Which cities eat up the most gas? Mint.com has the lowdown on how often their users buy gas every month, and how much they spend (click for a larger infographic). The slobbiest gas guzzlers, according to Mint data, are San Jose, Calif. and Birmingham, Ala. The daintiest gas sippers are New York, Brooklyn (a kind of New York), D.C., and Boston -- places with robust public transportation systems. (And also, to be fair, places where it's expensive to buy gas -- people who commute into the city would be crazy not to buy gas in their own suburban enclaves, and …

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Pedestrians and transit riders come last [VIDEO]

After my post yesterday about the devastating case of Raquel Nelson -- the Atlanta-area woman who was convicted of vehicular homicide after her son was struck by a driver while they were crossing a busy road -- I've been hearing from a lot of readers. Commenter pdxcityscape posted a link to a PBS Blueprint America segment I can't believe I hadn't seen yet. It exposes the dangerous design flaws on another Atlanta-area road, Buford Highway, and explains how outdated, auto-centric planning standards fail to serve an increasingly poor and carless suburban population. The results are often fatal. It's a terrific …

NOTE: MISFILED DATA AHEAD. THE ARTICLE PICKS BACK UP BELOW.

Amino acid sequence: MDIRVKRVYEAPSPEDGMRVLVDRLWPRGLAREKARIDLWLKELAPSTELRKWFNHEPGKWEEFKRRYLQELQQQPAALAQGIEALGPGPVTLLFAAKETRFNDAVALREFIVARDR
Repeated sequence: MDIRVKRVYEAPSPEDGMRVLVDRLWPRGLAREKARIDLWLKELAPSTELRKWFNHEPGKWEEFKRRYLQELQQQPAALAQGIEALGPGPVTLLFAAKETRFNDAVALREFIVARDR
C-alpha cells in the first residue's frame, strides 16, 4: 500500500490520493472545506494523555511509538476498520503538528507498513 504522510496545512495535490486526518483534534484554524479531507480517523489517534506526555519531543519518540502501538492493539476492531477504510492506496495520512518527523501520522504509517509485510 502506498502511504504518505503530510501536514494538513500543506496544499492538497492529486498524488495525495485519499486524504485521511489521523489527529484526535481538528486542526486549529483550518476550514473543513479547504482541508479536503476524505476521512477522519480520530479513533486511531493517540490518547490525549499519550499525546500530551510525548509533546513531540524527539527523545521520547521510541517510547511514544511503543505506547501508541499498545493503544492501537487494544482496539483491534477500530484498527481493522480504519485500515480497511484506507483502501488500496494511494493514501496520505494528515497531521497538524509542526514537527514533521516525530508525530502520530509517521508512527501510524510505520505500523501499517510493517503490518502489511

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Mom who lost son in hit-and-run could face more jail time than driver

Raquel Nelson of Marietta and her three children were hit by a tipsy two-time hit-and-runner, Jerry L. Guy, in April 2010. Nelson's 4-year-old later died of his injuries. But prosecutors dropped a homicide charge against Guy, and he was sentenced to two years for hit-and-run and served only six months. Nelson, who was convicted this week of vehicular manslaughter for having the chutzpah to cross a street, could get 36 months -- six times longer than the man who killed her child.  What could Nelson have done instead? Basically either stayed inside or gotten some flying shoes. The court considered …